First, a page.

There were periods during which their number was small, so the regime compensated by increasing the tanks and intensifying the missile shelling, and there were days when we saw more than 400 shells dropped.
Q: Tell me about the people of blockaded Homs – what is their number now and how many have fled during the past year?
A: There are about 800 urban families remaining in blockaded Homs today, some of them are Christians who suffer with us through the blockade, but the number of these families remaining is small compared to the number of people who fled the city. The majority evacuated during the past year, following the destruction of most of the city.
Q: You’ve told me that there are fighters from Hezbollah, the Iranians, and Iraqi militias. How do you know that and have you seen or heard this from people you trust?
A: I have witnessed cases and heard about cases from trusted activists and fighters. Not long ago, during my time in the Qasour neighborhood…[there were] clearly soldiers speaking Turkish, and in other locations fighters have been able to identify Hezbollah calls
Q: Tell me about the Turkish elements, who are they and why do they join the regime army in this siege? Isn’t this a strange phenomenon?
A: They are Alawite Turks from Antakya or the Askandroun Brigade. They join the regime in the ethnic cleansing that it practices, unfortunately. We have recordings [of them] and some of them speak Arabic and Turkish, and they curse us and curse our religious symbols in an attempt to provoke us but, thanks be to God, the revolutionary fighters were aware of this. Some of [these Turkish fighters] participated in the massacre of Banyas, so they said to us, “we want to squash you like the people of Banyas.”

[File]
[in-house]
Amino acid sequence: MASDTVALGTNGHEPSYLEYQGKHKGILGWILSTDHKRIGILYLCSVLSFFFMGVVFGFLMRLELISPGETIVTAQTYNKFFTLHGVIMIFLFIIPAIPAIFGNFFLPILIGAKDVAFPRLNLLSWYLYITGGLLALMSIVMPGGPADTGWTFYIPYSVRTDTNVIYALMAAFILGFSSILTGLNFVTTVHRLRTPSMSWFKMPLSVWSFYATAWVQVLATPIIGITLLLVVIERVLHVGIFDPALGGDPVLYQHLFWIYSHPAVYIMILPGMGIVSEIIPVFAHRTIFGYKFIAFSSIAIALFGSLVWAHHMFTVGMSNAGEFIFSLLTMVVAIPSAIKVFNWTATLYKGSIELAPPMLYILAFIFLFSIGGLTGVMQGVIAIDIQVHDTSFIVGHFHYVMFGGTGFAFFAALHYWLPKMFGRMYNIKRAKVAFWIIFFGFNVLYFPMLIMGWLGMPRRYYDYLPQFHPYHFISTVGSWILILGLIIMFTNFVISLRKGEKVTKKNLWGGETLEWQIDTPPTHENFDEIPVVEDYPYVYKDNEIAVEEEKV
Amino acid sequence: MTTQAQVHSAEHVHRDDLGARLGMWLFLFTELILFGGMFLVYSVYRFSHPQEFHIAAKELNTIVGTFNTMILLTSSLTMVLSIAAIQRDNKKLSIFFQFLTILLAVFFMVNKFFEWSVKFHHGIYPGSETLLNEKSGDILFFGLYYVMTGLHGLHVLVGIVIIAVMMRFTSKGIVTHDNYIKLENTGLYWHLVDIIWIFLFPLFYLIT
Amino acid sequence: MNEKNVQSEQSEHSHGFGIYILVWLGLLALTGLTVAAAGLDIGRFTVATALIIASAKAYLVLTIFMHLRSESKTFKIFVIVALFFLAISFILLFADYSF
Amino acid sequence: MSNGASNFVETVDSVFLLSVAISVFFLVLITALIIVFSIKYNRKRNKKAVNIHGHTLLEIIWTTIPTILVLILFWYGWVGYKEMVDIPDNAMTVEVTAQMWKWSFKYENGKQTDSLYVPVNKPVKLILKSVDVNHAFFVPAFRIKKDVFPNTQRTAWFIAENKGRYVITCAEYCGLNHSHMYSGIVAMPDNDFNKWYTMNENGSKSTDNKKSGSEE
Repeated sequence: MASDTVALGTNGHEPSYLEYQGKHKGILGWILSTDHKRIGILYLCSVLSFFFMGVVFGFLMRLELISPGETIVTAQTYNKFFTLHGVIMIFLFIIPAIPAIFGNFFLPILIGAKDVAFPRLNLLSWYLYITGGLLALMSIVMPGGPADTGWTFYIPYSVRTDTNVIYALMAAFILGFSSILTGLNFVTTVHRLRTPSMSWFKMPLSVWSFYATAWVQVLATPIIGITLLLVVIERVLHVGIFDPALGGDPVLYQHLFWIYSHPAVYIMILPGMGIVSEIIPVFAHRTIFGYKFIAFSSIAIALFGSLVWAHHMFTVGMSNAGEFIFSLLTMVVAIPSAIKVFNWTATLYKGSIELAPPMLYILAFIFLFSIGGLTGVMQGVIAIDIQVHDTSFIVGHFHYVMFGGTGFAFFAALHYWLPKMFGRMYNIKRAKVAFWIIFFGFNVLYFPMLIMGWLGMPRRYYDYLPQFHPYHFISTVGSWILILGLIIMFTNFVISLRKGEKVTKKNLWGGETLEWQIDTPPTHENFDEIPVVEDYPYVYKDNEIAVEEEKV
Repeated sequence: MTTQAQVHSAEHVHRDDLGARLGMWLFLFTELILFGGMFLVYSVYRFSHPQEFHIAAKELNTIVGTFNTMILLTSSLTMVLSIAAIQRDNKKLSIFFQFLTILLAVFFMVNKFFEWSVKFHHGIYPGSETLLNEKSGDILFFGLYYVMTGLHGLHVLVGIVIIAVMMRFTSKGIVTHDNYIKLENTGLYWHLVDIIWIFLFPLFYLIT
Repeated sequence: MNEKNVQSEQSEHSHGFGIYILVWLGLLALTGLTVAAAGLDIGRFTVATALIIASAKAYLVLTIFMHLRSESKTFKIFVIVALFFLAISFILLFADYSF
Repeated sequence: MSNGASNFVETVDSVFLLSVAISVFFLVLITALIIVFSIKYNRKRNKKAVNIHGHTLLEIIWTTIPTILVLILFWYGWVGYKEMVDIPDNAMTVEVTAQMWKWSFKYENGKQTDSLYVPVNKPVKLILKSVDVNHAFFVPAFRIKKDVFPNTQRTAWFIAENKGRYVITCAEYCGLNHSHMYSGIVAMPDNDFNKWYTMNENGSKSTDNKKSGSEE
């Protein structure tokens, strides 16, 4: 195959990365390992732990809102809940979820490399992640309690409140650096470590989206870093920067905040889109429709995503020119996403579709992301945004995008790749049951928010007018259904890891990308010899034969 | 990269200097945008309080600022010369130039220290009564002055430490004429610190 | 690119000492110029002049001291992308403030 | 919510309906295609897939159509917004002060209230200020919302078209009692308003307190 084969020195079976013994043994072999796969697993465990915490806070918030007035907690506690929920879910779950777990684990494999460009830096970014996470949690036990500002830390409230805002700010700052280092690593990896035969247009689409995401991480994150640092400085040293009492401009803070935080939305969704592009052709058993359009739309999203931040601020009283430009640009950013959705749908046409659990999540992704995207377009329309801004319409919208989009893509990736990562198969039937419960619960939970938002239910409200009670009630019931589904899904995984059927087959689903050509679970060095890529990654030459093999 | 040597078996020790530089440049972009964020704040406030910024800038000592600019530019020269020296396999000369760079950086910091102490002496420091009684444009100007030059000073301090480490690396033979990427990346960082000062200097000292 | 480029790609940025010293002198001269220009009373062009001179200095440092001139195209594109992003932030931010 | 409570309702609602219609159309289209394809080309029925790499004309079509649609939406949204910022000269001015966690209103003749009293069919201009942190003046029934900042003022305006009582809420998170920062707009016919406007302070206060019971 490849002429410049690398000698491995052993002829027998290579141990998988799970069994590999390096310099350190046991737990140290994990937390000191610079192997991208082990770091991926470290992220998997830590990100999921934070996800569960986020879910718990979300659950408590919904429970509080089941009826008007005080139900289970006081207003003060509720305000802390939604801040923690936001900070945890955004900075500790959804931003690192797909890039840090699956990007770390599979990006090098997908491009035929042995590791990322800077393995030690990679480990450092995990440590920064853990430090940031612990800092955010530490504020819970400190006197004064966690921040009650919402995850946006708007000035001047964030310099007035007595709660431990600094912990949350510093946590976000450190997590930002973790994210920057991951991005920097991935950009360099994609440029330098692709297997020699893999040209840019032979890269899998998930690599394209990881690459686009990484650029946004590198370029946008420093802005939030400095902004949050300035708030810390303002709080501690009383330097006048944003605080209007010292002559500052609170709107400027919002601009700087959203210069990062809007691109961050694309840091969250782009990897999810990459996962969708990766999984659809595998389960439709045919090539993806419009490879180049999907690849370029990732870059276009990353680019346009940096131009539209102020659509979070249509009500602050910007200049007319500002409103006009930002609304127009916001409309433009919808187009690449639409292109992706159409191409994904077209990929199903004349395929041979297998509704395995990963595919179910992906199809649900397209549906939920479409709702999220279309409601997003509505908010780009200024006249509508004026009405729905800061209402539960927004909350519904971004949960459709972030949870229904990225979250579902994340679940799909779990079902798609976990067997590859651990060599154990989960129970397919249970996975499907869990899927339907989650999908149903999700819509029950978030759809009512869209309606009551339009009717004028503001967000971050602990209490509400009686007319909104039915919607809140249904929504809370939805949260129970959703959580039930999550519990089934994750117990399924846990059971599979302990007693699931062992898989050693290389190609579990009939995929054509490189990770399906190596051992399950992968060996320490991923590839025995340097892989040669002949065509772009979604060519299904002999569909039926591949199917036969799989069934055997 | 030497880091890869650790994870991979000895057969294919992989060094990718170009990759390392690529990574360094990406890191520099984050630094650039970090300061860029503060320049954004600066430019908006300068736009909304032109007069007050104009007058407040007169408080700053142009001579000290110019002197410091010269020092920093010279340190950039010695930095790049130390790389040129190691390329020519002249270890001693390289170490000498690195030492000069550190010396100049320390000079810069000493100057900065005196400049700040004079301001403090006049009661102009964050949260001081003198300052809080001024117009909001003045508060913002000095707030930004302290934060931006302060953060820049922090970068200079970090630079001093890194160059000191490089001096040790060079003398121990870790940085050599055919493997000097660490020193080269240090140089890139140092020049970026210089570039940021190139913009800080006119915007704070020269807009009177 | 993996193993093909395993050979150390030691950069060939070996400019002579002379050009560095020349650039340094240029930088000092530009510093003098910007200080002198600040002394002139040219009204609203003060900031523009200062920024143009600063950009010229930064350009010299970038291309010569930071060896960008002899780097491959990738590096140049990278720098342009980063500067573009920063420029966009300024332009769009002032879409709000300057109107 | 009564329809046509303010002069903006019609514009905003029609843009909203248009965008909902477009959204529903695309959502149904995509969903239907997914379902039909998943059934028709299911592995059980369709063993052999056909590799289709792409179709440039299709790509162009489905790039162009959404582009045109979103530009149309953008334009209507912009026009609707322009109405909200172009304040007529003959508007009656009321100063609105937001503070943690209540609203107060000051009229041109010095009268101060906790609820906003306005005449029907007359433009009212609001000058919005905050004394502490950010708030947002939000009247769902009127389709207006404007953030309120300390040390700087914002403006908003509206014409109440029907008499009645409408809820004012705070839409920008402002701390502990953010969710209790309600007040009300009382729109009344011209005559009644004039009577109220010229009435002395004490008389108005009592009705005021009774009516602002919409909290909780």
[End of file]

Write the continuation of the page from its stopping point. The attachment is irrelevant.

Q: What is now destroyed in the Old City of Homs due to the siege of the past year, compared to what was before the siege?
A: The difference is very vast. The damage prior to the siege was limited to certain, scattered buildings in neighborhoods of Homs, but following the period in which the siege tightened, the destruction has has hit entire neighborhoods. So if we speak about the Qarabeid neighborhood, there is no longer anything there except for a small number of homes that are somewhat intact, or rooms for living. Such [is the case in] my neighborhood, Jouret Shayeh, as well as Qasour, whereas the neighborhoods of Bayada, Wadi Sayeh, and Karm Shimshim, which were all occupied, are maybe less likely to be destroyed. Bab Houd, an archeological area, remains a unique case in that it is the most susceptible to damage because it consists, for the most part, of ancient homes. It was destroyed and has become ruins. The percentage destroyed today in Homs is 90%.
Q: What about the citizens inside the blockade, how do they obtain food, water, and electricity?